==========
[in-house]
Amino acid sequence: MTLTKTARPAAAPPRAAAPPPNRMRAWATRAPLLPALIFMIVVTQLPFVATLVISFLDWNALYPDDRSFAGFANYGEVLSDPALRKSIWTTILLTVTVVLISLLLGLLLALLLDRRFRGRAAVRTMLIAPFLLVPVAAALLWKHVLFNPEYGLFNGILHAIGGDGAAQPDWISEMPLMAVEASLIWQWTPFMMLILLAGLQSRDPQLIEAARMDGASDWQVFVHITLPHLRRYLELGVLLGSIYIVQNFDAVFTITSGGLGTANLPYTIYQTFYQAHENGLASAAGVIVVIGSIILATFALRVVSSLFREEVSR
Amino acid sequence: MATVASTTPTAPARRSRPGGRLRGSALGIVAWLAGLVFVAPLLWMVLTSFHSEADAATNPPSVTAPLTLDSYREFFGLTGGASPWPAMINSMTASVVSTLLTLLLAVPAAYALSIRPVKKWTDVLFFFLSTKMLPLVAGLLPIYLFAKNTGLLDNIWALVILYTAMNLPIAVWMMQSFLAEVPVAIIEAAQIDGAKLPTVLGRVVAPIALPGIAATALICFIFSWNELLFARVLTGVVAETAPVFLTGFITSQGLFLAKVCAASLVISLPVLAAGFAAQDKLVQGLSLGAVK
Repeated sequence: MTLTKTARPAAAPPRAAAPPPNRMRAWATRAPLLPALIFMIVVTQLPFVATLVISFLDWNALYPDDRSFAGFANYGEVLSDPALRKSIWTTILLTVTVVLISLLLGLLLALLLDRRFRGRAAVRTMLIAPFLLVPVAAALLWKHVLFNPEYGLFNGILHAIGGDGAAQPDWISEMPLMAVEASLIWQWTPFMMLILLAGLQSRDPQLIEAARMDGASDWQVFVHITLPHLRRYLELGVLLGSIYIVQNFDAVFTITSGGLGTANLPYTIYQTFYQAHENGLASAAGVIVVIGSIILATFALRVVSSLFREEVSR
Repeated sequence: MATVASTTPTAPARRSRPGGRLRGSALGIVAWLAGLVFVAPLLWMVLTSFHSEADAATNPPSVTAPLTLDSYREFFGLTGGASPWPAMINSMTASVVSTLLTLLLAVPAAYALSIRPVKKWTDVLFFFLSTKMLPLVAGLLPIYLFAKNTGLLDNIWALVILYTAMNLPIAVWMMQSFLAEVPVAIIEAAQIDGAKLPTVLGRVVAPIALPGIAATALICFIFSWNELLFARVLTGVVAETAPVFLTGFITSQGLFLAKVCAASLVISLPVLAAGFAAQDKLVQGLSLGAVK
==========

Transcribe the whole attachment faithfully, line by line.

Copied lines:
[in-house]
Amino acid sequence: MTLTKTARPAAAPPRAAAPPPNRMRAWATRAPLLPALIFMIVVTQLPFVATLVISFLDWNALYPDDRSFAGFANYGEVLSDPALRKSIWTTILLTVTVVLISLLLGLLLALLLDRRFRGRAAVRTMLIAPFLLVPVAAALLWKHVLFNPEYGLFNGILHAIGGDGAAQPDWISEMPLMAVEASLIWQWTPFMMLILLAGLQSRDPQLIEAARMDGASDWQVFVHITLPHLRRYLELGVLLGSIYIVQNFDAVFTITSGGLGTANLPYTIYQTFYQAHENGLASAAGVIVVIGSIILATFALRVVSSLFREEVSR
Amino acid sequence: MATVASTTPTAPARRSRPGGRLRGSALGIVAWLAGLVFVAPLLWMVLTSFHSEADAATNPPSVTAPLTLDSYREFFGLTGGASPWPAMINSMTASVVSTLLTLLLAVPAAYALSIRPVKKWTDVLFFFLSTKMLPLVAGLLPIYLFAKNTGLLDNIWALVILYTAMNLPIAVWMMQSFLAEVPVAIIEAAQIDGAKLPTVLGRVVAPIALPGIAATALICFIFSWNELLFARVLTGVVAETAPVFLTGFITSQGLFLAKVCAASLVISLPVLAAGFAAQDKLVQGLSLGAVK
Repeated sequence: MTLTKTARPAAAPPRAAAPPPNRMRAWATRAPLLPALIFMIVVTQLPFVATLVISFLDWNALYPDDRSFAGFANYGEVLSDPALRKSIWTTILLTVTVVLISLLLGLLLALLLDRRFRGRAAVRTMLIAPFLLVPVAAALLWKHVLFNPEYGLFNGILHAIGGDGAAQPDWISEMPLMAVEASLIWQWTPFMMLILLAGLQSRDPQLIEAARMDGASDWQVFVHITLPHLRRYLELGVLLGSIYIVQNFDAVFTITSGGLGTANLPYTIYQTFYQAHENGLASAAGVIVVIGSIILATFALRVVSSLFREEVSR
Repeated sequence: MATVASTTPTAPARRSRPGGRLRGSALGIVAWLAGLVFVAPLLWMVLTSFHSEADAATNPPSVTAPLTLDSYREFFGLTGGASPWPAMINSMTASVVSTLLTLLLAVPAAYALSIRPVKKWTDVLFFFLSTKMLPLVAGLLPIYLFAKNTGLLDNIWALVILYTAMNLPIAVWMMQSFLAEVPVAIIEAAQIDGAKLPTVLGRVVAPIALPGIAATALICFIFSWNELLFARVLTGVVAETAPVFLTGFITSQGLFLAKVCAASLVISLPVLAAGFAAQDKLVQGLSLGAVK